Extra Virgin Suicide

This morning, my husband, and Gustiamo‘s senior advisor, Michael, said: How much did Gustiamo pay for this ad in The New York Times “Extra Virgin Suicide, The Adulteration of Italian Oil”? I said, it’s not an ad; it IS what we, at Gustiamo, have been complaining about for years. For those who missed it, The New York Times, using illustrations, reports from Tom Mueller’s blog, and says: “Much of the oil sold as Italian olive oil does not come from Italy but from countries like Spain, Morocco and Tunisia”.

Italy The World's Largest Importer of Olive Oil Paraphrasing: the olives are picked, taken to a mill, pressed, and the oil is shipped into Italy. Meanwhile, shipments of other cheap oils, labeled as olive oil, are smuggled into the same port where the Spanish, Moroccan and Tunisian oil is blended with the cheap oils and bottled as “extra virgin” and “produced in Italy”. Believe it or not, this is apparently legal. The New York Times continues: “the “olive oil” is shipped around the world, to countries like the US, where approximately 69% of the olive oil for sale is doctored”. Do you get it now? This explains why you can find so many inexpensive “Extra Virgin” “Olive Oils” on the shelves of your supermarket.Victor Hazan Gustiamo

While we leave it to the authorities to deal with the legal issues of this fraud (and hopefully, reduce/eliminate it), what should you do? Take the word of Victor Hazan who is a planetary authority on Italian food. In his comment about this article on Facebook, Victor says: “…What to do: Don’t buy so-called extra virgin Italian olive oil off a supermarket shelf. Don’t expect bargains. Look for a reliable, well-informed supplier such as Gustiamo.com. …”

Grazie a tutti (bad guys excluded)! Finalmente!!!

Join the Conversation

  1. Yes, sadly, it’s old news. But same for other adulterated Italian products–imported pasta, fake Italian cheeses and salumi, canned tomatoes. As we know “Made in Italy” is no guarantee of authenticity.

  2. Emily Winters says:

    One has to read the labels verrrrry carefully. Put those glasses on! Packages of pasta with a great sounding Italian name, then, in teeny weeny print: “Made in Mexico.” I only eat porcini that my best friend sends to me from Italy. There’s a great Italian deli in Scottsdale called DeFalco’s. Lot’s of stuff you usually don’t find. When I asked to see the porcini, the plastic container read: “Product of Korea.” (Anyway, when I saw the container I knew it wasn’t from Italy). So, bottom line, buy from a reputable source – like Gustiamo!!! E Buon Appetito!

  3. pacepuleo@aol.com says:

    Dear, Mr. Blechman, just finished reading your article “extra virgin suicide” , yes, in Italy we are aware of this fraud, so what do we do? read the label, if it is not conspicuously marked 100% Italiano, then it’s not Italian, even then you must rely upon the reputation of the producer. A few years ago the same fraud existed with canned tomatoes, the labels looked Italian, the words were in the Italian language but the tomatoes were from China. When I was in the US, I saw a package of Barilla dry pasta, it was labeled “Italy’s #1 pasta”( or a similar phrase ) reading the label I discovered that it was a product of the US, doesn’t make it bad, just not Italian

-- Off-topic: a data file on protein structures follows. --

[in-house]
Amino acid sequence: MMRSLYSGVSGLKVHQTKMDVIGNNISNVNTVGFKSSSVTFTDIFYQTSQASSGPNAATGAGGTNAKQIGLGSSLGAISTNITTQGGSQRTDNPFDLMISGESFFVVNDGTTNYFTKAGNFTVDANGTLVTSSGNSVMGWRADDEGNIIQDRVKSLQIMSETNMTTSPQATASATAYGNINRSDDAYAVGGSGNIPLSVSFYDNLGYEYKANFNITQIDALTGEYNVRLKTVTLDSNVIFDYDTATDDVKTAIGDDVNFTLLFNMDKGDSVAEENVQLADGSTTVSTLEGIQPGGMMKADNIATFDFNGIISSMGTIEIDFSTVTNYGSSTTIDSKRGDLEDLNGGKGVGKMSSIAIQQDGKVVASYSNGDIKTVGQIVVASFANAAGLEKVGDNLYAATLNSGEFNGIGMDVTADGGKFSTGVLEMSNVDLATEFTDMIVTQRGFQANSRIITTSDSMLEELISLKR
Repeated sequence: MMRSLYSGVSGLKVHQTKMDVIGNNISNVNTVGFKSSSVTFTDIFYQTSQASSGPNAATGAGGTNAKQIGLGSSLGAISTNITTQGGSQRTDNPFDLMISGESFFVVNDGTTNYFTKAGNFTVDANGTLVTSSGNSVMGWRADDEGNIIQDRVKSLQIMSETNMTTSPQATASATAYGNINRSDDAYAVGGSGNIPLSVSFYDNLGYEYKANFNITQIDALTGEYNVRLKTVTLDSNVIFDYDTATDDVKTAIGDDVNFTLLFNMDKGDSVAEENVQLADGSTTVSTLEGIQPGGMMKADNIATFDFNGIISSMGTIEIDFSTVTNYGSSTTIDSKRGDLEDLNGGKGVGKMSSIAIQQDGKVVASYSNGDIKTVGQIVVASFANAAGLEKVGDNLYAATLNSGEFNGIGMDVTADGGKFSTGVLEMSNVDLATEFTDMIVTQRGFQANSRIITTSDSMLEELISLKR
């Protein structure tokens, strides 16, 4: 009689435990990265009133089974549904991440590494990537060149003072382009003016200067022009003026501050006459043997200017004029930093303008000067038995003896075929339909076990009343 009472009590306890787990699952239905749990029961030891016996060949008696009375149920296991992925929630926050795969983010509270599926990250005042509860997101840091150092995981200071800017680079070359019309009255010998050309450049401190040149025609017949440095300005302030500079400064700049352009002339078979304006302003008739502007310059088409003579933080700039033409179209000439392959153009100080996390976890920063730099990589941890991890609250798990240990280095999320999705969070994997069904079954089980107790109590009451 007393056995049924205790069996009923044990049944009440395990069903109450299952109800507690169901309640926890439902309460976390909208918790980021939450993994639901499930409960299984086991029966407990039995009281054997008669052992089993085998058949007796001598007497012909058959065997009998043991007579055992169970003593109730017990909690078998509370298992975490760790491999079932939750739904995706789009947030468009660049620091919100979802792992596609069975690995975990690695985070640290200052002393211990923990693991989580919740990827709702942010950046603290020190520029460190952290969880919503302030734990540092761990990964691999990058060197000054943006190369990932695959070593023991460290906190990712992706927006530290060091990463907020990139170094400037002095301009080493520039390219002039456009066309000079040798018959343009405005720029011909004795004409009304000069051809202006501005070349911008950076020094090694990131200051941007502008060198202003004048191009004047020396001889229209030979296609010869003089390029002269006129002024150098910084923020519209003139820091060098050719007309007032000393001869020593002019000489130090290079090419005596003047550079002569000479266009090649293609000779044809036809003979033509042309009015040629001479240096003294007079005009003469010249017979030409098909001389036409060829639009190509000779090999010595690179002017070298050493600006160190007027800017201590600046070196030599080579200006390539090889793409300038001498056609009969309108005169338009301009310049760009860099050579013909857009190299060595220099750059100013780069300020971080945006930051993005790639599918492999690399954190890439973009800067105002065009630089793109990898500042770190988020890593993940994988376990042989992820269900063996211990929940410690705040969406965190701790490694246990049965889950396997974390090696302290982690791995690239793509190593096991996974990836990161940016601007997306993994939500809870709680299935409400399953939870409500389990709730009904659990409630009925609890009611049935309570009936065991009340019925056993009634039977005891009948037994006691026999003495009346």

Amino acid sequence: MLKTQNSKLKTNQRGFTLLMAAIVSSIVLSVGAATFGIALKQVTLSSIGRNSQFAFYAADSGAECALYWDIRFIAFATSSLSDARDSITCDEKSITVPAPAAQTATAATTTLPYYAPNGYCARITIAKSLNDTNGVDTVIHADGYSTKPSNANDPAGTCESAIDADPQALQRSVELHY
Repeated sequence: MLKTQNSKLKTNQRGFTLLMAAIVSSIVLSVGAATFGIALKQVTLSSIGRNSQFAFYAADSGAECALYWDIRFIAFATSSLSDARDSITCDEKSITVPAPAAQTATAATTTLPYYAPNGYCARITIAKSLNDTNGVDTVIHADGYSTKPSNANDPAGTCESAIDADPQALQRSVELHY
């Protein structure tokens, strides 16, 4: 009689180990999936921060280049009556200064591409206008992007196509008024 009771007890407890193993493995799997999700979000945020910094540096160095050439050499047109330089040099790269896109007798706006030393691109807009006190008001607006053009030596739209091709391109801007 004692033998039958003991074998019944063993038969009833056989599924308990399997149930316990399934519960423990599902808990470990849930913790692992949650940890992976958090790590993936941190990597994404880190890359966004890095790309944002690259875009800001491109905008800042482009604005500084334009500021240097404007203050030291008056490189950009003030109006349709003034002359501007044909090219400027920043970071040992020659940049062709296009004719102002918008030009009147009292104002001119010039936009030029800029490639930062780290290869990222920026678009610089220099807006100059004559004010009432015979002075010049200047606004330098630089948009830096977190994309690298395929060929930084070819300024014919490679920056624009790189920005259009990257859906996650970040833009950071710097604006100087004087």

Chef Pace, Milano Italia

  4. Stef Rigotti says:

    The problem of misrepresented olive oils is eveywhere even here in SA. But teh NYT article is full of generalities and unsubstantiated opinions makin it sound like anything labelled Italian Olive Oil is fraudulent. Bad and defamatory reporting as usual with no recourse. Is that typically US?
    So by all means keep your Californian olive oil (from originaly Italian farmers?)

    1. beatrice ughi says:

      Ciao Stef, grazie for writing!
      The situation in America is much worse than the one lamented by the NYTimes and more than 69% of “Italian EVOO” is fake, in this country, in my opinon. I do not much care about Olive Oils from California. I care about the honest Italian farmers who are forced to abandon their land because they can’t compete with the ridiculous low prices of “fake” oil. If the authorities do not stop this, say goodbye to the Bel Paese!
      Ciao e grazie ancora.

  5. Carlo Merolli says:

    It would be “by the book” if anonymous bad guys buy oli from Tunisia and sell it under an Italian label. That’s what bad guys do. Amen. But when a firm like De Cecco who stands (should stand ?) for some very good agroindustral pasta flogs extra virgin olive oli from “countries in the European Community” under its own De Cecco all-Italian label, well that’s really bad. That it is legal, makes it even worse.

  6. pacepuleo@aol.com says:

    I buy De Cecco brand pasta but when I see olive oil bottled under the De Cecco brand, I stop and think are they reallly in the Olive Oil businees? I think not, they are totaly deverse businnesses, shame on you De Cecco, do what you do best, BASTA

  7. If you want be sure of buy italian product select the product with the “dop” label. “Dop” is the italian certificate of guarantee (Controlled Designation of Origin). I have found this link for more detail:

    Another thing regarding evoo and other food products. If you want quality have to spend more. Consider that in Italy the man power cost is 30% higher than USA, pick up the olive from the trees manually cost a lot and you can’ t pay for an autenthic italian evoo more less than 13$/LITRE.
    For the pasta De Cecco and Barilla are commercial brand is not the top of the quality if you want the quality buy craft pasta that cost usually exactly the double of commercial pasta.

    1. Grazie Daniel! We’ll be sure to share with more people.

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